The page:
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MySQL 8.0 Reference Manual  /  ...  /  Installing MySQL Using a Development Source Tree

2.8.5 Installing MySQL Using a Development Source Tree

This section describes how to install MySQL from the latest development source code, which is hosted on GitHub. To obtain the MySQL Server source code from this repository hosting service, you can set up a local MySQL Git repository.

On GitHub, MySQL Server and other MySQL projects are found on the MySQL page. The MySQL Server project is a single repository that contains branches for several MySQL series.

Prerequisites for Installing from Development Source

To install MySQL from a development source tree, your system must satisfy the tool requirements listed at Section 2.8.2, “Source Installation Prerequisites”.

Setting Up a MySQL Git Repository

To set up a MySQL Git repository on your machine:

  1. Clone the MySQL Git repository to your machine. The following command clones the MySQL Git repository to a directory named mysql-server. The initial download may take some time to complete, depending on the speed of your connection.

    $> git clone
    Cloning into 'mysql-server'...
    remote: Counting objects: 1198513, done.
    remote: Total 1198513 (delta 0), reused 0 (delta 0), pack-reused 1198513
    Receiving objects: 100% (1198513/1198513), 1.01 GiB | 7.44 MiB/s, done.
    Resolving deltas: 100% (993200/993200), done.
    Checking connectivity... done.
    Checking out files: 100% (25510/25510), done.
  2. When the clone operation completes, the contents of your local MySQL Git repository appear similar to the following:

    ~> cd mysql-server
    ~/mysql-server> ls
    client             extra                mysys              storage
    cmake              include              packaging          strings
    CMakeLists.txt     INSTALL              plugin             support-files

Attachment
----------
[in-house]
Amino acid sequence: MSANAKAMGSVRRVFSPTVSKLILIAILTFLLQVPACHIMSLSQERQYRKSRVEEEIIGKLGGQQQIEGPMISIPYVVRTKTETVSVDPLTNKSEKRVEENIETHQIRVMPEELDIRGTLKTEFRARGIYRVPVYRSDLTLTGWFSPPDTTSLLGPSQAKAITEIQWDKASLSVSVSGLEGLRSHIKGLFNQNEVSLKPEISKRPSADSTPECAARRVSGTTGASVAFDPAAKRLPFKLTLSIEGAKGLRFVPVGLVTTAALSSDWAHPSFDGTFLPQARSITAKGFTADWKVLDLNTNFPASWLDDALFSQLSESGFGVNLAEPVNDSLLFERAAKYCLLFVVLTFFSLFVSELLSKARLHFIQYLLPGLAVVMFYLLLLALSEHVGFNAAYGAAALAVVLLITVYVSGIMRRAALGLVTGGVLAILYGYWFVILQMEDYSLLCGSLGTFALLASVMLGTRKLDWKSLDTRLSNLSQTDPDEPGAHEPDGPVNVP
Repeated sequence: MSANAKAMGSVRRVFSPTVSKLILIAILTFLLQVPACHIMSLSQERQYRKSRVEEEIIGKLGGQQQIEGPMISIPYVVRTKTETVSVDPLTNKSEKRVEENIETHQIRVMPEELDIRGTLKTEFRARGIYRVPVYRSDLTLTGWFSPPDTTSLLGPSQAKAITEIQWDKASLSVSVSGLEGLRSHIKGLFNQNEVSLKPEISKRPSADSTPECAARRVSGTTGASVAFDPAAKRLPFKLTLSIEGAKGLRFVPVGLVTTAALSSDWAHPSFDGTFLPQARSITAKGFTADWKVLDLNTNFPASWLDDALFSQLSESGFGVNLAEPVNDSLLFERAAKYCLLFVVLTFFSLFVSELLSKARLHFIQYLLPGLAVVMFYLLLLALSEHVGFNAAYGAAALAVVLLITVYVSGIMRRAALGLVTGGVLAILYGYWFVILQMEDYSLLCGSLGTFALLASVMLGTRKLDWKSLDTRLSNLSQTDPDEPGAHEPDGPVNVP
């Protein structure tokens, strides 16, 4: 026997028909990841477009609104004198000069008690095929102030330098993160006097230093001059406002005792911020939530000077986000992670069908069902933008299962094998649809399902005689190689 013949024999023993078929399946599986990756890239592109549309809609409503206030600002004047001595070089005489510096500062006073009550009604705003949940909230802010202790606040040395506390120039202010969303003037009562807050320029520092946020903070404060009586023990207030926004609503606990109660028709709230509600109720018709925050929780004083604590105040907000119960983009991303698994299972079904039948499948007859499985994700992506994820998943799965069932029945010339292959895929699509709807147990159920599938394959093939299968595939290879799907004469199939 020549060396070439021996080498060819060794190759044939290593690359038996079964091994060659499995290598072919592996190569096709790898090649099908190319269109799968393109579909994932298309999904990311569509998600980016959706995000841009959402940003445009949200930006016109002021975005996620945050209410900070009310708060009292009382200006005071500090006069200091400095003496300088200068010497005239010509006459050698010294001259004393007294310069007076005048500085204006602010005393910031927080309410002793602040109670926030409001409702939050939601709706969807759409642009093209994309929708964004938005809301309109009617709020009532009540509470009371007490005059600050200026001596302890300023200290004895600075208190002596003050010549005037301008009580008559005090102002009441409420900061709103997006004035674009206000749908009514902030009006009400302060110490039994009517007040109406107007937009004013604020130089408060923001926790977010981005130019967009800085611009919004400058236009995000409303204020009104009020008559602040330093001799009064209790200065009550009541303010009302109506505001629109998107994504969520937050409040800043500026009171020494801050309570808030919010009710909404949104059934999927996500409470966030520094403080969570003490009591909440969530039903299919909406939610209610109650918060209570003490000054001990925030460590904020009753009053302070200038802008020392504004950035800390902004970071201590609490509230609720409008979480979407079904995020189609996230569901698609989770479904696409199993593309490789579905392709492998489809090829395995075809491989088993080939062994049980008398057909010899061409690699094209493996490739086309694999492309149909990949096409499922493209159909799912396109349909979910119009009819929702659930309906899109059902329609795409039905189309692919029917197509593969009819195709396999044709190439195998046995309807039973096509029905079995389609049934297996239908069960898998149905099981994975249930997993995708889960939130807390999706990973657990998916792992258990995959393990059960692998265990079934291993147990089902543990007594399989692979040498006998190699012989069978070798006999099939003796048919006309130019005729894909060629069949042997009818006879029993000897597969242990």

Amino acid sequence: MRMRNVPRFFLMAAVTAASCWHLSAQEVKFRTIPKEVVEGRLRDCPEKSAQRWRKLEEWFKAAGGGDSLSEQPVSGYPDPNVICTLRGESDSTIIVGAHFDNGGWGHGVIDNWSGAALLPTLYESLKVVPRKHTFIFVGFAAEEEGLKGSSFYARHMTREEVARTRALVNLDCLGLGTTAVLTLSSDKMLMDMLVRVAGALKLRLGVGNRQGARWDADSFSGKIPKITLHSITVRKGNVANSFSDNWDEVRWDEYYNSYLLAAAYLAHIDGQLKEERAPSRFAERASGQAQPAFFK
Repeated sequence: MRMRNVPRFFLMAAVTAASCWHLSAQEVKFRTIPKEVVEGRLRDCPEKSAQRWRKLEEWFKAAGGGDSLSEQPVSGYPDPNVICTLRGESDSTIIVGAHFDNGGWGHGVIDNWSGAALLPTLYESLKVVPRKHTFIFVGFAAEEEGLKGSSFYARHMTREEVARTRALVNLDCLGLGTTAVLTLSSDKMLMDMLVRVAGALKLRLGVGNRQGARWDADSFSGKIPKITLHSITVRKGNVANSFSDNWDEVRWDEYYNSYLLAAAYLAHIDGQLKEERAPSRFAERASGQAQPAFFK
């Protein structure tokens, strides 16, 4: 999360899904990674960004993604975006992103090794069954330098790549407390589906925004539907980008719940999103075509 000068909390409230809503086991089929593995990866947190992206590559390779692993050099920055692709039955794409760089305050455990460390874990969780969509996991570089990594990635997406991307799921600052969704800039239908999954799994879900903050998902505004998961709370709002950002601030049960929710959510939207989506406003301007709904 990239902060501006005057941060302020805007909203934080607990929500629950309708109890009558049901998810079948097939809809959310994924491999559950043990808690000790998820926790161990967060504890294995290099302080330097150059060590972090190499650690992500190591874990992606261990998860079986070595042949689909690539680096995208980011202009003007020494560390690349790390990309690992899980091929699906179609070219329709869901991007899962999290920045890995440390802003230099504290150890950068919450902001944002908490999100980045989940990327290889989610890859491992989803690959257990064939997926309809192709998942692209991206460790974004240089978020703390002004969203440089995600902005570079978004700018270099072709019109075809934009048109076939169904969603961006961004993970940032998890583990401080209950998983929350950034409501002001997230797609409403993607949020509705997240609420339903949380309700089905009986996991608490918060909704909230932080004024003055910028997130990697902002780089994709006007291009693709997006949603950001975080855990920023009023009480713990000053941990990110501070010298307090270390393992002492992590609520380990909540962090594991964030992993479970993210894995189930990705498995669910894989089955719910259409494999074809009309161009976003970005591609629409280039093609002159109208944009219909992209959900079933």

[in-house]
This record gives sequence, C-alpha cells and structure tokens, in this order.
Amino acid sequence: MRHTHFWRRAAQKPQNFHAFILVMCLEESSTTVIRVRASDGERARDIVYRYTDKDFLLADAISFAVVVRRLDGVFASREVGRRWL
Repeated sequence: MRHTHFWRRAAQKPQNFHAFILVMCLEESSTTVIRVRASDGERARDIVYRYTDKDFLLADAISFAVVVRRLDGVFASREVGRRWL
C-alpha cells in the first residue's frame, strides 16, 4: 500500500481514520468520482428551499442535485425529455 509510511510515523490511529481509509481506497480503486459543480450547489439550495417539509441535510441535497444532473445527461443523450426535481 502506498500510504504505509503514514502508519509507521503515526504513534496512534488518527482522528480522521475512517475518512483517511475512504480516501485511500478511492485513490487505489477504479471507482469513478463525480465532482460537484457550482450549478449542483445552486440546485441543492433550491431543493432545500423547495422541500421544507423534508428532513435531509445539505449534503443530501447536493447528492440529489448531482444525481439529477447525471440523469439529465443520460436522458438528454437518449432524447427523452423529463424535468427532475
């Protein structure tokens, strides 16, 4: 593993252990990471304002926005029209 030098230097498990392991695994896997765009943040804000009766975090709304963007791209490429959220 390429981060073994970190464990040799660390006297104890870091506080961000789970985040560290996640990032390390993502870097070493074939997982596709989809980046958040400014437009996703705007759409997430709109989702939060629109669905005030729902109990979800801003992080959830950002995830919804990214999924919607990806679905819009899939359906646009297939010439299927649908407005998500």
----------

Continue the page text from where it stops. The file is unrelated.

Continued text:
components         libbinlogevents      README             testclients
    config.h.cmake     libchangestreams     router             unittest
    configure.cmake    libmysql             run_doxygen.cmake  utilities
    Docs               libservices          scripts            VERSION
    Doxyfile-ignored   LICENSE              share              vio        man                  sql                win
    doxygen_resources  mysql-test           sql-common
  3. Use the git branch -r command to view the remote tracking branches for the MySQL repository.

    ~/mysql-server> git branch -r
      origin/HEAD -> origin/trunk
  4. To view the branch that is checked out in your local repository, issue the git branch command. When you clone the MySQL Git repository, the latest MySQL branch is checked out automatically. The asterisk identifies the active branch.

    ~/mysql-server$ git branch
    * trunk
  5. To check out an earlier MySQL branch, run the git checkout command, specifying the branch name. For example, to check out the MySQL 5.7 branch:

    ~/mysql-server$ git checkout 5.7
    Checking out files: 100% (9600/9600), done.
    Branch 5.7 set up to track remote branch 5.7 from origin.
    Switched to a new branch '5.7'
  6. To obtain changes made after your initial setup of the MySQL Git repository, switch to the branch you want to update and issue the git pull command:

    ~/mysql-server$ git checkout 8.0
    ~/mysql-server$ git pull

    To examine the commit history, use the git log command:

    ~/mysql-server$ git log

    You can also browse commit history and source code on the GitHub MySQL site.

    If you see changes or code that you have a question about, ask on MySQL Community Slack.

  7. After you have cloned the MySQL Git repository and have checked out the branch you want to build, you can build MySQL Server from the source code. Instructions are provided in Section 2.8.4, “Installing MySQL Using a Standard Source Distribution”, except that you skip the part about obtaining and unpacking the distribution.

    Be careful about installing a build from a distribution source tree on a production machine. The installation command may overwrite your live release installation. If you already have MySQL installed and do not want to overwrite it, run CMake with values for the CMAKE_INSTALL_PREFIX, MYSQL_TCP_PORT, and MYSQL_UNIX_ADDR options different from those used by your production server. For additional information about preventing multiple servers from interfering with each other, see Section 7.8, “Running Multiple MySQL Instances on One Machine”.

    Play hard with your new installation. For example, try to make new features crash. Start by running make test. See The MySQL Test Suite.